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I can honestly say that I now spend way more on books than I did before buying an E-reader because now buying books is just so easy.
It is really interesting to think that e-books may actually entice people to read more! I agree-- I have not been to a bookstore in so long, but being able to brief through e-books online really simplified the task of finding books that appeal to me, ultimately enticing me to read more.

It is also amazing to think about the future of textbooks for students. Ah yes, the future of back pain relief...
 

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Sadly, I think many people didn't notice that we're in a state of "futureshock," a terminology coined by Alvin Toffler as "too much change in too short a period of time."

I didn't mean to derail this thread, but it's interesting to see how my 9th grader English teacher argued passionately that books will never be replaced through digital revolution because humans are too accustomed by the sensation of physical touch when we flip over the pages from the books.


Anyhow, any recommendation for E-reader dummy like me as I can no longer afford to cover international shippings costs.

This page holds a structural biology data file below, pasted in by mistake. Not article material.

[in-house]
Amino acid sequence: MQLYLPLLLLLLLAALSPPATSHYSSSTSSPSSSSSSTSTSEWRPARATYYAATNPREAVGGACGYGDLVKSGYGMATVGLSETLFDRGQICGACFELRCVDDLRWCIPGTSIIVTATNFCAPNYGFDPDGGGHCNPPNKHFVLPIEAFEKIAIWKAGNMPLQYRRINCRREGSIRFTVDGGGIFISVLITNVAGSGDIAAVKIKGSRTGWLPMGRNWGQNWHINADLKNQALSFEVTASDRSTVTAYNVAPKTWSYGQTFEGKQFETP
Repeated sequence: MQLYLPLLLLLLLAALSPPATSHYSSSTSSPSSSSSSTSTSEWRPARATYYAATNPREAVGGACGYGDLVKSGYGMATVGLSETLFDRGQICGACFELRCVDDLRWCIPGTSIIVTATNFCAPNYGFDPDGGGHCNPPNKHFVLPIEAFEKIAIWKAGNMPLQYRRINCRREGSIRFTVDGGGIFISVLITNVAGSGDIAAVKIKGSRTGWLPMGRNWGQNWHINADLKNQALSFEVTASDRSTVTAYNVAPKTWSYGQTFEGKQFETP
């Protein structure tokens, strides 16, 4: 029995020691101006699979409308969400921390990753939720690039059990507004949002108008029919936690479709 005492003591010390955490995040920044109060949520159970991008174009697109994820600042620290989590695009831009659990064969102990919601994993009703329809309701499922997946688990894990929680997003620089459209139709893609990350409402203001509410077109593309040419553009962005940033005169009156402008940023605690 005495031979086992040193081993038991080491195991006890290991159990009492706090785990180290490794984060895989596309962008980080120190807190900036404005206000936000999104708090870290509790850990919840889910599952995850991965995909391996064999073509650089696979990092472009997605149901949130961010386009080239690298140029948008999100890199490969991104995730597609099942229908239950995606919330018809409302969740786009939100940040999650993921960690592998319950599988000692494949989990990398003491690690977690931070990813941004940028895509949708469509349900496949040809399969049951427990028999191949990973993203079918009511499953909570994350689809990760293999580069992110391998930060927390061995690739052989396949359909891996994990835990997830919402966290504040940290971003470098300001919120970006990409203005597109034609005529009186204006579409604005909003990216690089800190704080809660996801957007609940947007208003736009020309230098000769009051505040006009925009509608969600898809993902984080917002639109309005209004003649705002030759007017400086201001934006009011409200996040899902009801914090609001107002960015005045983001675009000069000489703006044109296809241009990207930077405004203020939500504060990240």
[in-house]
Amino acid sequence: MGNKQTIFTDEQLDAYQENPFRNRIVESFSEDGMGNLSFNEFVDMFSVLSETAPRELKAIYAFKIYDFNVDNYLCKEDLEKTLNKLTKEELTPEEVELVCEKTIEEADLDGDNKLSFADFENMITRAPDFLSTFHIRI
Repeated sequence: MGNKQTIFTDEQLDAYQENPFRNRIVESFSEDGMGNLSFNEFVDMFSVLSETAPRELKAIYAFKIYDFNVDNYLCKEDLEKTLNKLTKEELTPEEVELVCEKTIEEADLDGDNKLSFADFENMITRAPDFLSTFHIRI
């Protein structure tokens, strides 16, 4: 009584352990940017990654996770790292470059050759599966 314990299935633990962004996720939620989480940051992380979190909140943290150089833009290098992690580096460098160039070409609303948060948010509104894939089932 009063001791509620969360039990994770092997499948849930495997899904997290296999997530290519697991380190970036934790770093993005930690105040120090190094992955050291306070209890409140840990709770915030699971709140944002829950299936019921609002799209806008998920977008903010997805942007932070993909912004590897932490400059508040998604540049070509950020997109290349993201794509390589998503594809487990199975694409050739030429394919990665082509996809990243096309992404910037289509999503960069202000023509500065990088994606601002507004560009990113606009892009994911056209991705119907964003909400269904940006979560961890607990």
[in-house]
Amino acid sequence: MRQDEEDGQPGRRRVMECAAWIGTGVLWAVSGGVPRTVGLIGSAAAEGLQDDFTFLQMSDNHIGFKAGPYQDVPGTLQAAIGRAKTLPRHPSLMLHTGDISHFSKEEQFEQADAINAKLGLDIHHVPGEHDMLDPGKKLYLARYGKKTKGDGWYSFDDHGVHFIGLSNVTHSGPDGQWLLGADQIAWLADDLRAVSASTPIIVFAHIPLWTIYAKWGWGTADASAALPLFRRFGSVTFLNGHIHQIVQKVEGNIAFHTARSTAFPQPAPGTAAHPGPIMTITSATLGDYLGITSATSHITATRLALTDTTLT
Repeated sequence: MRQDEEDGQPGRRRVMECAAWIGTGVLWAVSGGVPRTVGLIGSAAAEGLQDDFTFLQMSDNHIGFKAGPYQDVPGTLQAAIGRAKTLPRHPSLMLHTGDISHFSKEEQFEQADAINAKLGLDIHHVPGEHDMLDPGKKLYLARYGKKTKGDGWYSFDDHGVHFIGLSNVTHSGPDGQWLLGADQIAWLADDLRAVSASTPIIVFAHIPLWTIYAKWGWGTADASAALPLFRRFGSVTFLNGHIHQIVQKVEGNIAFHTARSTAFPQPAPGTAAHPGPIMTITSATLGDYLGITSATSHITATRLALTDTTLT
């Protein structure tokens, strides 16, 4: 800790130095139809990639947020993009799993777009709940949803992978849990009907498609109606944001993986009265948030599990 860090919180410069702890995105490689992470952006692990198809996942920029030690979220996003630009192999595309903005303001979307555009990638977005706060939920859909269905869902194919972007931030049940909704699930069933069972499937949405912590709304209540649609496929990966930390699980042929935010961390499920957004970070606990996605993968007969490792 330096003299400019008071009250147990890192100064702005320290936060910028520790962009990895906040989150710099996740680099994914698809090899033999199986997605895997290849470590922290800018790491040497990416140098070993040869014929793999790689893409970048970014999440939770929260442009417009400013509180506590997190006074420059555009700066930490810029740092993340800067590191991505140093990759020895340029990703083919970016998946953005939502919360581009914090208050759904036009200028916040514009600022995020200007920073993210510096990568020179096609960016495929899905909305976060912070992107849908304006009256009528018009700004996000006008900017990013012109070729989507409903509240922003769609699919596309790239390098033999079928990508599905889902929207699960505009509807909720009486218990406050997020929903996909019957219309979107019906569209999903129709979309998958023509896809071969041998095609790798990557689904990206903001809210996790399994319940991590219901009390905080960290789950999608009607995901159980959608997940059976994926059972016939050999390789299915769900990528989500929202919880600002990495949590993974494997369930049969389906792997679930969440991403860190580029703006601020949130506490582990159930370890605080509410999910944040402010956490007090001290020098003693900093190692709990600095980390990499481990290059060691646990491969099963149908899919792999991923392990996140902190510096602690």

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[...] it's interesting to see how my 9th grader English teacher argued passionately that books will never be replaced through digital revolution because humans are too accustomed by the sensation of physical touch when we flip over the pages from the books.
I admire your teacher's passion. :D One would hope that physical books are never replaced, but it's not a certainty. We're definitely heading that way. And the future generations to come will never know what it's actually like to hold a real book, and therefore will not miss that sensory experience.

I honestly dread the idea of telling future children: "In my day, there was a thing called a bookstore where you could purchase books printed and bound on paper!" That just breaks my heart. :(